Rhode Island Joined Tar Sands Protests Nationwide


PROVIDENCE — Rhode Island recently hosted two of the hundreds of nationwide rallies against the proposed Keystone XL pipeline.

Sam Smith of Barrington was one of 60 protesters who marched Sept. 21 from City Hall to the Statehouse, where a symbolic line in the sand was drawn against the proposed oil pipeline. Smith said he was tired of allowing the fossil-fuel industry to dictate American policy. He advised fellow protesters to add the phone numbers of Rhode Island's four members of Congress to their speed-dial and make regular calls.

"People want clean air, clean water and a clean environment, but if they're just sitting in their living rooms watching TV, nothing is going to happen," Smith said. He said the public needs to hold politicians' "feet to the fire" by making sure they know what issues they think are important. 

Smith's wife, Pat, lamented that corporate lobbying and money was hurting American politics. "It's a corruption of the democracy," she said.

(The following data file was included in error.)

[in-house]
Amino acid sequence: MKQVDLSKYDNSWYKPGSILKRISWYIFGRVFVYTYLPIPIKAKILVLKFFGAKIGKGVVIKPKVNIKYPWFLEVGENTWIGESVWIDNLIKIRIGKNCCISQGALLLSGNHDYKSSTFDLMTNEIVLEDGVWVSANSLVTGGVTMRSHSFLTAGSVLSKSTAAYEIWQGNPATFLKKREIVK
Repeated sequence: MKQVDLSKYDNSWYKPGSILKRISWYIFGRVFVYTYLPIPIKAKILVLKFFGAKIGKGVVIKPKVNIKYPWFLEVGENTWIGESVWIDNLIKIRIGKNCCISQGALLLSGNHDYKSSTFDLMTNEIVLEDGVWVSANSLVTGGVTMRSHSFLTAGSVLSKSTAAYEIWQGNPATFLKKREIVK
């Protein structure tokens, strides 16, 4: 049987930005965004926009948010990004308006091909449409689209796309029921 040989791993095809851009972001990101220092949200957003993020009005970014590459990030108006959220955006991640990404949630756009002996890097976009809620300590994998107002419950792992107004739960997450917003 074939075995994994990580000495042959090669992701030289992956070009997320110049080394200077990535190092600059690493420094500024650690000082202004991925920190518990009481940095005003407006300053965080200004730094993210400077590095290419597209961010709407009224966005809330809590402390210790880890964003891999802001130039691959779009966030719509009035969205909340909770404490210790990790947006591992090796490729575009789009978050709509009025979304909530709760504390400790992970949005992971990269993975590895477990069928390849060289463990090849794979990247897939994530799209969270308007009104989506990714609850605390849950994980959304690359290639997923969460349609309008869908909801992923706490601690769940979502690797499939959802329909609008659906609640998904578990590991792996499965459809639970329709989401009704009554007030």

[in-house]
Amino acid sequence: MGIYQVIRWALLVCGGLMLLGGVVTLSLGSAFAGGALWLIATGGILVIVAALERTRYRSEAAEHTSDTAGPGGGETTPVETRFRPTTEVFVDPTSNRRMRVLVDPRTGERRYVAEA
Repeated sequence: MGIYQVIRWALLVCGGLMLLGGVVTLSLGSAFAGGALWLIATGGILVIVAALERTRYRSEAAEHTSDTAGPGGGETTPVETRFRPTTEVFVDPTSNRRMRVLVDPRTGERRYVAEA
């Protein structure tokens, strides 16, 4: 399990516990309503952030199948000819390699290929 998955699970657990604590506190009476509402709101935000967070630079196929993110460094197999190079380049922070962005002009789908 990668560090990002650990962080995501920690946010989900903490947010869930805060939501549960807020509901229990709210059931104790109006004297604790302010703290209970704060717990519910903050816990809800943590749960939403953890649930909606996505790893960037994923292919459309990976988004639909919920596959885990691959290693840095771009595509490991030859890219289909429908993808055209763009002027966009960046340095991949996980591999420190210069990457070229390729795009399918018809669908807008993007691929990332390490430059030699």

The rally ended with protesters linking hands across the width of the Statehouse steps — a symbolic line against the proposed TransCanada Corp. pipeline. The rally was part of a bigger day of protests organized by the environmental group 350.org. One of the "Draw The Line" protests included the construction of a solar powered barn over the proposed route of the pipeline in Nebraska.

The second Rhode Island gathering, in Matunuk, was held to celebrate Rhode Island's natural resources. The 80 or so attendees at the Festival of Abundance were a testament to the enduring public will to stop the Keystone XL pipeline and save the planet, said Abel Collins, program manager for the Rhode Island Chapter of the Sierra Club. "Now it's up to President Obama to do what is in everybody's best interest."

Participants at both Rhode Island demonstrations said they want the polluting tar sands oil in Alberta to stay in the ground. The Providence protest was organized by the Rhode Island Student Climate Coalition. The coalition was represented Sept. 21 by 20 Brown University students, five from Providence College and two from the University of Rhode Island.